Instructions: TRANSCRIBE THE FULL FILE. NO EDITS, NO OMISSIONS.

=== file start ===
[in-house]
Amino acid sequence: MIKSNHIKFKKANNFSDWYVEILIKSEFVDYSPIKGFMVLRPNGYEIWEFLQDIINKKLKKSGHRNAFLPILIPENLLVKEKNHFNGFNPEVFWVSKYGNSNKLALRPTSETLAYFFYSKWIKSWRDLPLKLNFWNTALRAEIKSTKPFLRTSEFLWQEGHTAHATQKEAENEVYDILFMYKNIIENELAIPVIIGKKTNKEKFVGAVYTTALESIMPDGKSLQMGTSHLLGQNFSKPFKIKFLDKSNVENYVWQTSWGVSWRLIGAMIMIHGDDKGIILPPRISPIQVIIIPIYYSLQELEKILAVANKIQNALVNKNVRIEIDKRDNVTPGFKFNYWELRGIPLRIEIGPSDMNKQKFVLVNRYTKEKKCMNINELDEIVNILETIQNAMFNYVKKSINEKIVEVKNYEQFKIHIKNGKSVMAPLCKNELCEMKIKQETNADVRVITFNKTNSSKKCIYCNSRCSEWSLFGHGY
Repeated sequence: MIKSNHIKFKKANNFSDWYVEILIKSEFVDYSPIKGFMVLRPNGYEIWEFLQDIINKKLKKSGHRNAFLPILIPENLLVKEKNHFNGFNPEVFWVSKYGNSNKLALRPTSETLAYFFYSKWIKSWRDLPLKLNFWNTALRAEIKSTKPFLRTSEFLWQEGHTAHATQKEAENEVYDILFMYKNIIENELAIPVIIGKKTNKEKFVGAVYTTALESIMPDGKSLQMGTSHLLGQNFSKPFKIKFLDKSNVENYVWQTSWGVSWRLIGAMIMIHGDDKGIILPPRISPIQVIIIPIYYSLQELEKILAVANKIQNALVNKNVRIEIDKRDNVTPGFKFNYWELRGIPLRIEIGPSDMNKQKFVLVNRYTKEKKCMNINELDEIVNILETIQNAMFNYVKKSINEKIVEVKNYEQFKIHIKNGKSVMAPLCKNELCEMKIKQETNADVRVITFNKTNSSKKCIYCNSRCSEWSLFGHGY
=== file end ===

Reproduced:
[in-house]
Amino acid sequence: MIKSNHIKFKKANNFSDWYVEILIKSEFVDYSPIKGFMVLRPNGYEIWEFLQDIINKKLKKSGHRNAFLPILIPENLLVKEKNHFNGFNPEVFWVSKYGNSNKLALRPTSETLAYFFYSKWIKSWRDLPLKLNFWNTALRAEIKSTKPFLRTSEFLWQEGHTAHATQKEAENEVYDILFMYKNIIENELAIPVIIGKKTNKEKFVGAVYTTALESIMPDGKSLQMGTSHLLGQNFSKPFKIKFLDKSNVENYVWQTSWGVSWRLIGAMIMIHGDDKGIILPPRISPIQVIIIPIYYSLQELEKILAVANKIQNALVNKNVRIEIDKRDNVTPGFKFNYWELRGIPLRIEIGPSDMNKQKFVLVNRYTKEKKCMNINELDEIVNILETIQNAMFNYVKKSINEKIVEVKNYEQFKIHIKNGKSVMAPLCKNELCEMKIKQETNADVRVITFNKTNSSKKCIYCNSRCSEWSLFGHGY
Repeated sequence: MIKSNHIKFKKANNFSDWYVEILIKSEFVDYSPIKGFMVLRPNGYEIWEFLQDIINKKLKKSGHRNAFLPILIPENLLVKEKNHFNGFNPEVFWVSKYGNSNKLALRPTSETLAYFFYSKWIKSWRDLPLKLNFWNTALRAEIKSTKPFLRTSEFLWQEGHTAHATQKEAENEVYDILFMYKNIIENELAIPVIIGKKTNKEKFVGAVYTTALESIMPDGKSLQMGTSHLLGQNFSKPFKIKFLDKSNVENYVWQTSWGVSWRLIGAMIMIHGDDKGIILPPRISPIQVIIIPIYYSLQELEKILAVANKIQNALVNKNVRIEIDKRDNVTPGFKFNYWELRGIPLRIEIGPSDMNKQKFVLVNRYTKEKKCMNINELDEIVNILETIQNAMFNYVKKSINEKIVEVKNYEQFKIHIKNGKSVMAPLCKNELCEMKIKQETNADVRVITFNKTNSSKKCIYCNSRCSEWSLFGHGY